Director: Trevor Stack is an anthropologist who is working on citizenship. He has recently published a book Knowing History in Mexico: An Ethnography of Citizenship (2012), as well as articles entitled Beyond the State? Civil sociality and other notions of citizenship and In the eyes of the law, in the eyes of society: a citizenship tradition in west Mexico, and is writing a chapter in a volume that he is co-editing on the idea of religion as an issue for citizenship.
Deputy Matyas Bodig is a legal theorist who has a long-standing interest in the relation of citizenship to rule of law.
Brian Brock is a theologian and ethicist with a particular interest in political theology. He is a core member of the Centre for Spirituality, Health and Disability and a contributor to the 2010 Religious-Secular Distinctions conference at the British Academy.
Michael Brown is a cultural historian who has written extensively on civil society in 18th century Europe. He has participated in our workshops and in several seminars, as well as helping to set up and lecturing on our 6th Century ?What Gives Us Rights?? course.
Ben Davies is a lecturer in the Business School whose interests lie in the relationships between individual decision making, institutions, and theories of governance related particularly to environmental issues.
Liz Curtis is a lecturer in Education and has a background in anthropology and education. She has a particular interest in Citizenship Education and is collaborating in the CISRUL's 2013 workshop on Citizenship Education.
Nigel Dower is a philosopher with a strong interest in global citizenship and issues of global responsibility. Although global citizenship can be expressed through involvement in NGOs in global civil society, currently its expression is for more people in 'globally oriented citizenship' (Parekh) within their own countries, that is by being active and engaged citizens trying to influence the direction of government policies and public attitudes within their own political and social communities. He has published on global ethics, including development, the environment, human rights, peace & security, and global citizenship.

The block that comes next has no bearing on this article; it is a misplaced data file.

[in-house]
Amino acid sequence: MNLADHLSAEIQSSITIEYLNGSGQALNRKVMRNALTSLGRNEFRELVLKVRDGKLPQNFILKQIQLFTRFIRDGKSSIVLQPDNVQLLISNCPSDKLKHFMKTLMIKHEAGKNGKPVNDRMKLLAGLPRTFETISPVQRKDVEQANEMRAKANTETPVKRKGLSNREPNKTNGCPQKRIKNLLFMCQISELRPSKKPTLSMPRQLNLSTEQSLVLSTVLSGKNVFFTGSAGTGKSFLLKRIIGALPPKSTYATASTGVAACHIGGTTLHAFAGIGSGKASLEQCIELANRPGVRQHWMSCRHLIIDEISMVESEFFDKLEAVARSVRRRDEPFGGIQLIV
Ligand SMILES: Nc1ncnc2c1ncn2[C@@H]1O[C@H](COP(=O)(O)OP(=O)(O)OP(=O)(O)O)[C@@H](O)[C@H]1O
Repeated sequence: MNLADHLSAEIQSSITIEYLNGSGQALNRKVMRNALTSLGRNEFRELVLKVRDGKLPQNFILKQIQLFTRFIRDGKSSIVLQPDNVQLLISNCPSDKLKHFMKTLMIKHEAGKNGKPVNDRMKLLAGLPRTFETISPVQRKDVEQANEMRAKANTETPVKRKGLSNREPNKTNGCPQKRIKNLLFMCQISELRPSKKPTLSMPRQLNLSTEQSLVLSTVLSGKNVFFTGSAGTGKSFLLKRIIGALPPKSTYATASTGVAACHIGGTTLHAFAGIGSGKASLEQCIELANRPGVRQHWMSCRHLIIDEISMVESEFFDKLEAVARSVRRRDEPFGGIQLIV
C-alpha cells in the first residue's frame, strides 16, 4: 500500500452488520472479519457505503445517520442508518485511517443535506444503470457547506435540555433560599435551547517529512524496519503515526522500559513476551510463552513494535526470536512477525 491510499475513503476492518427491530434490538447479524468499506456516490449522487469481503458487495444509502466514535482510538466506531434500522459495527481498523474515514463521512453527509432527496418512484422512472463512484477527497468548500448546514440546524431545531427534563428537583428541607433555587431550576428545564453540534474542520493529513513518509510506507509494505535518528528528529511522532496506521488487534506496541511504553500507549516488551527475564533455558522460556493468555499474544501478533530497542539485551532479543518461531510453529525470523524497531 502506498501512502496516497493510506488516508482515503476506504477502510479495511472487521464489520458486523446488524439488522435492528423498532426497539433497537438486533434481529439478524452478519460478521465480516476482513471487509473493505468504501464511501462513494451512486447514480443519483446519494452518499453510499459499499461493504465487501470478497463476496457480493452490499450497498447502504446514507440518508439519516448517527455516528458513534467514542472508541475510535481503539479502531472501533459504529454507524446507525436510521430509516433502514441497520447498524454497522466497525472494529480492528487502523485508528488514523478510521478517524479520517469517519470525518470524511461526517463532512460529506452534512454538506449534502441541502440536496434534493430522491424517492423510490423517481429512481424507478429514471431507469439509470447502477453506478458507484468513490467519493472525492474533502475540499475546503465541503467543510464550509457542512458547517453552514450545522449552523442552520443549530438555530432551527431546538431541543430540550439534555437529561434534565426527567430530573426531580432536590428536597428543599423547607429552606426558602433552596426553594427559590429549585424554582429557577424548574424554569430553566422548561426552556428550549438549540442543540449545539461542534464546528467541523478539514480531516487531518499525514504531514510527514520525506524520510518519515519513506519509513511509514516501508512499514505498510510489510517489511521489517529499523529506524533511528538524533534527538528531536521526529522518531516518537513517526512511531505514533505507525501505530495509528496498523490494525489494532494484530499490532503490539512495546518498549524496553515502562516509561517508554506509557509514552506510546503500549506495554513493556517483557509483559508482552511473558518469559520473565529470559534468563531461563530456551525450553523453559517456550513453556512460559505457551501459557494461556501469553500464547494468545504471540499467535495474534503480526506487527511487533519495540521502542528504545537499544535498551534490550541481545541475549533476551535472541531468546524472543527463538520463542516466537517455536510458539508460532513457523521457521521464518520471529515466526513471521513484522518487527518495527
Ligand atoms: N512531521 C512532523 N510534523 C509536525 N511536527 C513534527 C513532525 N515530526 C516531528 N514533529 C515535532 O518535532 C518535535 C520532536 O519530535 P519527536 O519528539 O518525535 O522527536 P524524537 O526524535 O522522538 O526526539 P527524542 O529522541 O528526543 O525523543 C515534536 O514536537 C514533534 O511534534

Karin Friedrich focuses on the theory and practice of citizenship in the context of mixed monarchy and parliamentarianism in early modern Polish-Lithuanian Commonwealth. Her research relates to a wider picture of the long-term contribution of pre-modern civil society to reform and modernisation, the development of the rule of law, and modern forms of political engagement. She is co-director of the Centre for Early Modern Studies.
Tamas Gyorfi has published articles on the different conceptions of the Rule of Law and the virtues of rule-based decision-making which is arguably central to the idea of the Rule of Law. He is also interested in how different constitutions and political theories conceptualise and interpret the concept of constituent power and the membership in a political community. He is a member of the Legal Theory Research Group.